According to Health Day, children who have their tonsils removed for sleep apnea are more likely to suffer breathing complications.

Researchers found that across 23 studies, about 9 percent of children undergoing a tonsillectomy developed breathing problems during or soon after the procedure. But the risk was nearly five times higher for kids with sleep apnea, versus other children.

Experts said the findings, reported online Sept. 21 in the journal Pediatrics, should not scare parents away from a procedure that could help their kids.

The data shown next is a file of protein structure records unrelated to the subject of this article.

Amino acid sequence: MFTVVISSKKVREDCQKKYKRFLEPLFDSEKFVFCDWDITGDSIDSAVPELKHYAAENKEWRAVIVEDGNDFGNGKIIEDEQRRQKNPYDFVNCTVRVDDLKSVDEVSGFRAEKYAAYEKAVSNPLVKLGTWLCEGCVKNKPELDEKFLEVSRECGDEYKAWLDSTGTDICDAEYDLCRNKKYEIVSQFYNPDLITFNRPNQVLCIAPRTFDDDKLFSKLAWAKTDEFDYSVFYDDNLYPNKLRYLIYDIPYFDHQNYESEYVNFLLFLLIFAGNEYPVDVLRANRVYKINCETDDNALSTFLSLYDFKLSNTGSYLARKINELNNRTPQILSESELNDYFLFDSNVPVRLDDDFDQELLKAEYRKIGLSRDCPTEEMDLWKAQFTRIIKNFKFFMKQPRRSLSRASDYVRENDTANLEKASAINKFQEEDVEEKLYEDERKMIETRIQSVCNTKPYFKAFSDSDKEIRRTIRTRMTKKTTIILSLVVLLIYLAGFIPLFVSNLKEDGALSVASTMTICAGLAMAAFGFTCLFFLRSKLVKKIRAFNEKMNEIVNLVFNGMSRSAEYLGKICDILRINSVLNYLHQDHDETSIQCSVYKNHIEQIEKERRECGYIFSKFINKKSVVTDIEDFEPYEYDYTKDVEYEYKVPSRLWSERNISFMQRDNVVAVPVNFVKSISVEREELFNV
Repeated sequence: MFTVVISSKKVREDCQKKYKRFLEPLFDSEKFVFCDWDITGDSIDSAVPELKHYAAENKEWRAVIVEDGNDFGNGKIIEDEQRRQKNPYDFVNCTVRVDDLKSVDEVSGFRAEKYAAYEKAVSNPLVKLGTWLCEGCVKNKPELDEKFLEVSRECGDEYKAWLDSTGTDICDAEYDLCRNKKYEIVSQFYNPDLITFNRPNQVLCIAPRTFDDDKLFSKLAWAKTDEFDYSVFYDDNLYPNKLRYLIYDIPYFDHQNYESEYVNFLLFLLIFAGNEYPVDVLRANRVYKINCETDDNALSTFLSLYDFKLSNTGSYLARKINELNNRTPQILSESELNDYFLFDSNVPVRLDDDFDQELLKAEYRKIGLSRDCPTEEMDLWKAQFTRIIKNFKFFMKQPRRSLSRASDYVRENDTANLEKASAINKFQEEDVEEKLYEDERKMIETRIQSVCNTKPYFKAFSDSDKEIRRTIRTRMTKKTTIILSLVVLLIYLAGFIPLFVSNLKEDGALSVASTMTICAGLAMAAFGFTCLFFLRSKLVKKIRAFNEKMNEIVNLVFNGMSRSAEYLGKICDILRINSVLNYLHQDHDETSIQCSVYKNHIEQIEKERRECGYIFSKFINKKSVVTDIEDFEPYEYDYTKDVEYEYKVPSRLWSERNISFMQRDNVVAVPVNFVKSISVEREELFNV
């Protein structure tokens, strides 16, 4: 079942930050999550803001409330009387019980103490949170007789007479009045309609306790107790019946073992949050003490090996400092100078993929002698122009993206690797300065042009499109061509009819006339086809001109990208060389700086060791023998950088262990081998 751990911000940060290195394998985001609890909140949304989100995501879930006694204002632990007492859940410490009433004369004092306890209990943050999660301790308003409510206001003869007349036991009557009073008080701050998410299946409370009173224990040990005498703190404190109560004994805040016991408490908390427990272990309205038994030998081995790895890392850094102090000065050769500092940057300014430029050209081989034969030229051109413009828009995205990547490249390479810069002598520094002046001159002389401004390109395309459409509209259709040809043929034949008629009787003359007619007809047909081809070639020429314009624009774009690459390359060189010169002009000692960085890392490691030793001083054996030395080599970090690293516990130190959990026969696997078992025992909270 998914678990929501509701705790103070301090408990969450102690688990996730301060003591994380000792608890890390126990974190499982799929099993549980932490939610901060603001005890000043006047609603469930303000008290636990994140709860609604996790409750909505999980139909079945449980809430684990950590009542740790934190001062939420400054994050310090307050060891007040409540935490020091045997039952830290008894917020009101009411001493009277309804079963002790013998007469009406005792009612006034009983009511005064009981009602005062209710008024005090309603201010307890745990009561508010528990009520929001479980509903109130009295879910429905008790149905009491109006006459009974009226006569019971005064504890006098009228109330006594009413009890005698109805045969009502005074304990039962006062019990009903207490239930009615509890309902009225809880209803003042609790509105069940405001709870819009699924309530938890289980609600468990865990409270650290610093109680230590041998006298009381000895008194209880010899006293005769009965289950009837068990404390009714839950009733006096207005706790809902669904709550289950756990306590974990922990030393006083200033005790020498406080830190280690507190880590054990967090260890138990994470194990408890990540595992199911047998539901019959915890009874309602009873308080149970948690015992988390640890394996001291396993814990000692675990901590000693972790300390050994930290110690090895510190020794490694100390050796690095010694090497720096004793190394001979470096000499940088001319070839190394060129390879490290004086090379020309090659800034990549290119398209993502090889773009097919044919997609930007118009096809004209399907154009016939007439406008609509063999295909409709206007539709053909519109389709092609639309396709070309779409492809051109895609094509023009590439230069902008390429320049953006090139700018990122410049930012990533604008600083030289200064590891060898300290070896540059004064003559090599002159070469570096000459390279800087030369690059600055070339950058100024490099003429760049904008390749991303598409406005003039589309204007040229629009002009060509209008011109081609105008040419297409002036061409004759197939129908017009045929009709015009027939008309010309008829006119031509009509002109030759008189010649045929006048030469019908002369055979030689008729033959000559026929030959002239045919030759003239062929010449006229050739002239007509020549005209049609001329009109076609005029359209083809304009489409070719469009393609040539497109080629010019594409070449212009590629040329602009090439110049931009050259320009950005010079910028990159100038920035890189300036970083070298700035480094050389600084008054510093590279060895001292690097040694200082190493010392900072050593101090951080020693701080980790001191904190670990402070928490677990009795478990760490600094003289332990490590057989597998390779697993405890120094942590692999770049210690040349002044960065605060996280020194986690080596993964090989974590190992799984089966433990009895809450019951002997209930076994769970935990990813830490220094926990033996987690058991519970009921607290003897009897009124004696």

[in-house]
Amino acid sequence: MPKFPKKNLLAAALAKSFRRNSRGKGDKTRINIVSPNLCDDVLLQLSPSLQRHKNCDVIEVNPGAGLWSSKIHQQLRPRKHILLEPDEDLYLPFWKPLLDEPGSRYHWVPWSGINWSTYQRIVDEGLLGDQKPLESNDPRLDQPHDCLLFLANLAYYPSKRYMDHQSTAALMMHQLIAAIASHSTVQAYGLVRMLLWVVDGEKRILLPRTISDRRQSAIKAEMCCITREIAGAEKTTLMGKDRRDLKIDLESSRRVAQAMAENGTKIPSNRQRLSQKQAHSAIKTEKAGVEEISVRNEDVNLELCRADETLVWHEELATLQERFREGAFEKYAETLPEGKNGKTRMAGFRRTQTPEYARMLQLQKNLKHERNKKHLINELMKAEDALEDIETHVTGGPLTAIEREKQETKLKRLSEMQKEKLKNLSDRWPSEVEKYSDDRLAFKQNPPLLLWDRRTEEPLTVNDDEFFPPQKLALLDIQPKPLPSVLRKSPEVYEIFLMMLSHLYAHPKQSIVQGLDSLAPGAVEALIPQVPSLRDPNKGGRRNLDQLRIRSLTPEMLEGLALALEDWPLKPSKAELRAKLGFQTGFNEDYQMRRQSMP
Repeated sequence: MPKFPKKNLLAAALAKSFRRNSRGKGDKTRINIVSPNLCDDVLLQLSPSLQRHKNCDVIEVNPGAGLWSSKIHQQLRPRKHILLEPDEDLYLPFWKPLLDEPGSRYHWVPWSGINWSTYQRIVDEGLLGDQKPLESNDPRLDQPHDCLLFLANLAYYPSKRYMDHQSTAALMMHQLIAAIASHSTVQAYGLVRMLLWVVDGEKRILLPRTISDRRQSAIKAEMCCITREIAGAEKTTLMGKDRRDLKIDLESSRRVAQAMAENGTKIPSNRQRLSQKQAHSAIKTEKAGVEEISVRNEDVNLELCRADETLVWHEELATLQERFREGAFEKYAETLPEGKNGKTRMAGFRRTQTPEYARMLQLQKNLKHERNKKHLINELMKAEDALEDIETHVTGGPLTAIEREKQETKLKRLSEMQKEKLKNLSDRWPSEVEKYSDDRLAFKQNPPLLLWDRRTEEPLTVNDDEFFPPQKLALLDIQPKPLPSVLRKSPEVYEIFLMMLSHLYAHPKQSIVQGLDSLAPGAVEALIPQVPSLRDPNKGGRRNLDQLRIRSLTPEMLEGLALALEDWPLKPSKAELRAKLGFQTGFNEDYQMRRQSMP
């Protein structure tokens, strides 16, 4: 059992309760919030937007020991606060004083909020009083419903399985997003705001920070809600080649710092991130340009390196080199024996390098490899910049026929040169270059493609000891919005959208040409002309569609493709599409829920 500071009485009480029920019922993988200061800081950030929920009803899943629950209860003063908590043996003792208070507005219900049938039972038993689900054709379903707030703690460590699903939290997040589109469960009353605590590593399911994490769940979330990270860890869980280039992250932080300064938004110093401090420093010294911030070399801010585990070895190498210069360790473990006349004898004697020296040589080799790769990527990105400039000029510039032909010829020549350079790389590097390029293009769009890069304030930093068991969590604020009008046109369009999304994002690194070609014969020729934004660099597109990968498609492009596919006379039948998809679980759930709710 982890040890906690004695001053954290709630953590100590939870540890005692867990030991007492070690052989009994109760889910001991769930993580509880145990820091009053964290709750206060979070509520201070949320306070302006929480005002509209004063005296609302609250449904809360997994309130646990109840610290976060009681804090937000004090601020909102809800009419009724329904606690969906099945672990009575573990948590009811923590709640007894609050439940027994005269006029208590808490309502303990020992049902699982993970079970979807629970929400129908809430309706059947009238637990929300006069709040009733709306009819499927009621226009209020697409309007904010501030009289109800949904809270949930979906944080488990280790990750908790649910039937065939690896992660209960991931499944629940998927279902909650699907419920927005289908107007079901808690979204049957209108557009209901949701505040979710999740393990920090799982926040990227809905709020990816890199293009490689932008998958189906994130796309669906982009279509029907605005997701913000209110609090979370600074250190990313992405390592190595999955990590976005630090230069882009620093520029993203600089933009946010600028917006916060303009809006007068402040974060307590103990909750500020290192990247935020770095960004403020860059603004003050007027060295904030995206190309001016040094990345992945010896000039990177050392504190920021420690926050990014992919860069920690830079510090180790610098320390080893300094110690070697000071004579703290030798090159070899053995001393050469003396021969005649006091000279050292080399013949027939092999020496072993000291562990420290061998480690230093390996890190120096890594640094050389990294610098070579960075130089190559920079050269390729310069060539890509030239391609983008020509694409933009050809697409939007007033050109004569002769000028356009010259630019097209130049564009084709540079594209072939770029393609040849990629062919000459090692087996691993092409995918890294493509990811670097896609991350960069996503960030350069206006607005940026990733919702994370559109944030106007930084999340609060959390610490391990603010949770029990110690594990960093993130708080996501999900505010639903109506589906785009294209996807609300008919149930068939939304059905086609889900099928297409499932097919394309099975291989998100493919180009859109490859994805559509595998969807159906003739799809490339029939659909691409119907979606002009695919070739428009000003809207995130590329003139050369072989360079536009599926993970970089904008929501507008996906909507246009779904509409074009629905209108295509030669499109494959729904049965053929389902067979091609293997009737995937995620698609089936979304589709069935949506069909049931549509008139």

Instead, they said, doctors should be aware that children with sleep apnea have higher odds of respiratory complications, such as low oxygen levels in the blood, during and shortly after the procedure.

Parents also need to be aware — since breathing difficulties can arise later on, said senior researcher Dr. David Gozal, chief of pediatrics at the University of Chicago.

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